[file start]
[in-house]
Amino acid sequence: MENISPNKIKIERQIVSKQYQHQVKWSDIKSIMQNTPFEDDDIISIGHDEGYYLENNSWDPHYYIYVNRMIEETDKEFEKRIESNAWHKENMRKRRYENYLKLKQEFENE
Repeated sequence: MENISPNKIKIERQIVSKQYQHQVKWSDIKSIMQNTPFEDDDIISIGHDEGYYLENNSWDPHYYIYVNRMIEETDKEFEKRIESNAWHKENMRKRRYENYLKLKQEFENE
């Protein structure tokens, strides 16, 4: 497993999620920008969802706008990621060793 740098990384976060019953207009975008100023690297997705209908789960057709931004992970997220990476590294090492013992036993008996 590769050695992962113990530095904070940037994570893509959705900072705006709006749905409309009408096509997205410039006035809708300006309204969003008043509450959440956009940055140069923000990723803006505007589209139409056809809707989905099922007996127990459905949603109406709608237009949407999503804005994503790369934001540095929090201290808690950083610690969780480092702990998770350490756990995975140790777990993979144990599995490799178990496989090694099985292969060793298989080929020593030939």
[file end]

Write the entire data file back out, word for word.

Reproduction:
[in-house]
Amino acid sequence: MENISPNKIKIERQIVSKQYQHQVKWSDIKSIMQNTPFEDDDIISIGHDEGYYLENNSWDPHYYIYVNRMIEETDKEFEKRIESNAWHKENMRKRRYENYLKLKQEFENE
Repeated sequence: MENISPNKIKIERQIVSKQYQHQVKWSDIKSIMQNTPFEDDDIISIGHDEGYYLENNSWDPHYYIYVNRMIEETDKEFEKRIESNAWHKENMRKRRYENYLKLKQEFENE
């Protein structure tokens, strides 16, 4: 497993999620920008969802706008990621060793 740098990384976060019953207009975008100023690297997705209908789960057709931004992970997220990476590294090492013992036993008996 590769050695992962113990530095904070940037994570893509959705900072705006709006749905409309009408096509997205410039006035809708300006309204969003008043509450959440956009940055140069923000990723803006505007589209139409056809809707989905099922007996127990459905949603109406709608237009949407999503804005994503790369934001540095929090201290808690950083610690969780480092702990998770350490756990995975140790777990993979144990599995490799178990496989090694099985292969060793298989080929020593030939």